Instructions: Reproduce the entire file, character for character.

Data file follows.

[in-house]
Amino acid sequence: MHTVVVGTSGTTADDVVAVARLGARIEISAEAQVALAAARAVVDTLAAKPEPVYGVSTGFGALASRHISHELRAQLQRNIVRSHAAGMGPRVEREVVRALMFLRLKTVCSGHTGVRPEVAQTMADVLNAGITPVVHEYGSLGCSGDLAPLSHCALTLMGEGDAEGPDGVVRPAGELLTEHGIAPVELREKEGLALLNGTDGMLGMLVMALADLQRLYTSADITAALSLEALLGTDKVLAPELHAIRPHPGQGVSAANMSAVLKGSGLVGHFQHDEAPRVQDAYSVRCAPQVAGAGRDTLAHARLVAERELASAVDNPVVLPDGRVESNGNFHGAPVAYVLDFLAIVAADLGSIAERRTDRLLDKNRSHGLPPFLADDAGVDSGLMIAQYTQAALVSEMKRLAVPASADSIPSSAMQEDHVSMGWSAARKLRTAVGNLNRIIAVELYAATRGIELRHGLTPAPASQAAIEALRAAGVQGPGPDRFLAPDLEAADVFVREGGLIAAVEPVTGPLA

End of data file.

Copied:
[in-house]
Amino acid sequence: MHTVVVGTSGTTADDVVAVARLGARIEISAEAQVALAAARAVVDTLAAKPEPVYGVSTGFGALASRHISHELRAQLQRNIVRSHAAGMGPRVEREVVRALMFLRLKTVCSGHTGVRPEVAQTMADVLNAGITPVVHEYGSLGCSGDLAPLSHCALTLMGEGDAEGPDGVVRPAGELLTEHGIAPVELREKEGLALLNGTDGMLGMLVMALADLQRLYTSADITAALSLEALLGTDKVLAPELHAIRPHPGQGVSAANMSAVLKGSGLVGHFQHDEAPRVQDAYSVRCAPQVAGAGRDTLAHARLVAERELASAVDNPVVLPDGRVESNGNFHGAPVAYVLDFLAIVAADLGSIAERRTDRLLDKNRSHGLPPFLADDAGVDSGLMIAQYTQAALVSEMKRLAVPASADSIPSSAMQEDHVSMGWSAARKLRTAVGNLNRIIAVELYAATRGIELRHGLTPAPASQAAIEALRAAGVQGPGPDRFLAPDLEAADVFVREGGLIAAVEPVTGPLA